Grow some Juevos (eggs) on Charters!
Do I believe all charters are doing spurious things? Of course not. But, we do know that some charters avoid special education and ELL students. But, we do know that some charters are segregated as a function of their business plan and seek required donations from their families. But, we do know that some charters are charging 100s of thousands in fees for disciplinary violations. But, we do know that charters have asked in the courts to be considered private organizations even though they take public money. (For the research and evidence, see the full Cloaking Inequity thread on charters here) These are behaviors that would not be allowed or tolerated in our traditional public schools. Are these just cases of bad juevos?
We as a society are still defining how charters will be a democratic form of education— growing pains you could say— but charters could be an innovative solution to longstanding inequality in the US educational system IF we get it right. Clearly, charter schools are heterogenous. I serve on the board of the UT-Austin charter school and I have been 100% pleased with the school. However, it is clear that there are charters that are taking advantage of the public’s trust in them to do the right thing.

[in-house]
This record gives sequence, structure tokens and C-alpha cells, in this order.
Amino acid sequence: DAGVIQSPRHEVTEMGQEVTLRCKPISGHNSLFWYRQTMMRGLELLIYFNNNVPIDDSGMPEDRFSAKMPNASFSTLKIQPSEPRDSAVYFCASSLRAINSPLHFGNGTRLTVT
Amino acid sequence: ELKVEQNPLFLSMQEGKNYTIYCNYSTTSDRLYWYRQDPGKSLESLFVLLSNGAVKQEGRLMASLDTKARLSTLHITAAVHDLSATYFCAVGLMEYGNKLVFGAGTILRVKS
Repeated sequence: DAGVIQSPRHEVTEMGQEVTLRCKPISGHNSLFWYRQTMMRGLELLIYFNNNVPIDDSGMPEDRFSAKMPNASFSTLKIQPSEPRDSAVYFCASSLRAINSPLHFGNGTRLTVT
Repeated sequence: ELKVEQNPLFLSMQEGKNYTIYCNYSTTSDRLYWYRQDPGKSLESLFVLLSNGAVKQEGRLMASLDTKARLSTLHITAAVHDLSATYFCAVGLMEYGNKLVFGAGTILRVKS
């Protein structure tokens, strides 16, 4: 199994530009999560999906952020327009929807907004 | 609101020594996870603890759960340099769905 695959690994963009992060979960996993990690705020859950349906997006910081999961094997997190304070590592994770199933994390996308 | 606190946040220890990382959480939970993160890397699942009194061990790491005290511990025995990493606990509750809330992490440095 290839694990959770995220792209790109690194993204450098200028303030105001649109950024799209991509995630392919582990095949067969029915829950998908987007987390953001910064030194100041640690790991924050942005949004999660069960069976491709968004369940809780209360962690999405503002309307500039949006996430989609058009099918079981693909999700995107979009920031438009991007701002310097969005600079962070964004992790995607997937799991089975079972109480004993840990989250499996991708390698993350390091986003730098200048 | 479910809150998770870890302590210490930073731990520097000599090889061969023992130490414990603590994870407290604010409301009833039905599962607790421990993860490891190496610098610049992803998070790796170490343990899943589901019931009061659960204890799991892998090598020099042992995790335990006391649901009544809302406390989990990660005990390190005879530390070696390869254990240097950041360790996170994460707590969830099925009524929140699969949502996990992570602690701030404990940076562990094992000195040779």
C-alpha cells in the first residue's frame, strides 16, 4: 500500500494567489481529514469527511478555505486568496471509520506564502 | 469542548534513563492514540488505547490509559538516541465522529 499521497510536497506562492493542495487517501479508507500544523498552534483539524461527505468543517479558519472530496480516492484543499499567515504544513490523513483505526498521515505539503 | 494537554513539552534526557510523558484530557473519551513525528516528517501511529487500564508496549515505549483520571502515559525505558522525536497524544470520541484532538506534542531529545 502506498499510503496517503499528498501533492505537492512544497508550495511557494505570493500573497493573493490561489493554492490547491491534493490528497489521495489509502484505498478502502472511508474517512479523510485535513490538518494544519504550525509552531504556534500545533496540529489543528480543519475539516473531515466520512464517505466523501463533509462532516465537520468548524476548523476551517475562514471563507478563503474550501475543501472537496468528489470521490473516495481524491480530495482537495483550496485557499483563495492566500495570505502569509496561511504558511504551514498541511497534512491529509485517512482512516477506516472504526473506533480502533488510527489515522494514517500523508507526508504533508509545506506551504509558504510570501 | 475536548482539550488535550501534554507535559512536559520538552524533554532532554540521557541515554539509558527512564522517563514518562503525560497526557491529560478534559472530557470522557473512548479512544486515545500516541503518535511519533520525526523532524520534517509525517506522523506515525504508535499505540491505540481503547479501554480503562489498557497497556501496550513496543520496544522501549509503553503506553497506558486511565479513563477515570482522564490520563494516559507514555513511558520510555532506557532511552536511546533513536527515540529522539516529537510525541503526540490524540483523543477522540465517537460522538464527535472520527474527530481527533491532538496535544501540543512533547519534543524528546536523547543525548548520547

Nevertheless, one of my primary criticisms of charters is that the CREDO study statistically demonstrated that only 15% of them do better than traditional public schools in their neighborhood. That means that 85% are not an improvement over what we already have. See the Stanford CREDO study here. So what are we doing about this? We are closing traditional public schools and “turning them around” (more on this later here at CI) but it typically takes gross financial malfeasance or failure for a charter to close in Texas.
Notably, The Sunset Advisory Commission recently made recommendations to the Texas Education Agency (TEA) for closing charters. TASB summed up Sunset Commission’s recommendation this way:
Replace charter renewals with performance contracts. The staff report recommended that revocation of a charter school license be easier to execute if a charter’s performance is so poor, or performance so egregious, that a charter school must be shut down during an authorized term. The commissioner of education should be authorized to suspend operations of an insoluble charter, and the state should revoke any charter that fails to meet academic or fiscal standards for three years in a row. With regard to charters, sunset staff also suggested — and the commission agreed — that TEA have more flexibility in sanctions, more clarity in nepotism rules and the ability for the agency to reconstitute a governing board.
Does Tejas have the juevos to close charter schools en masse across the state that underperform? How about charters that avoid ELL and Special Education students? How about charters that somehow cream the best students from neighborhoods even though they are “open enrollment”?
Actually, we are having the opposite conversation that goes something like this: Why don’t we lift or raise the charter school caps?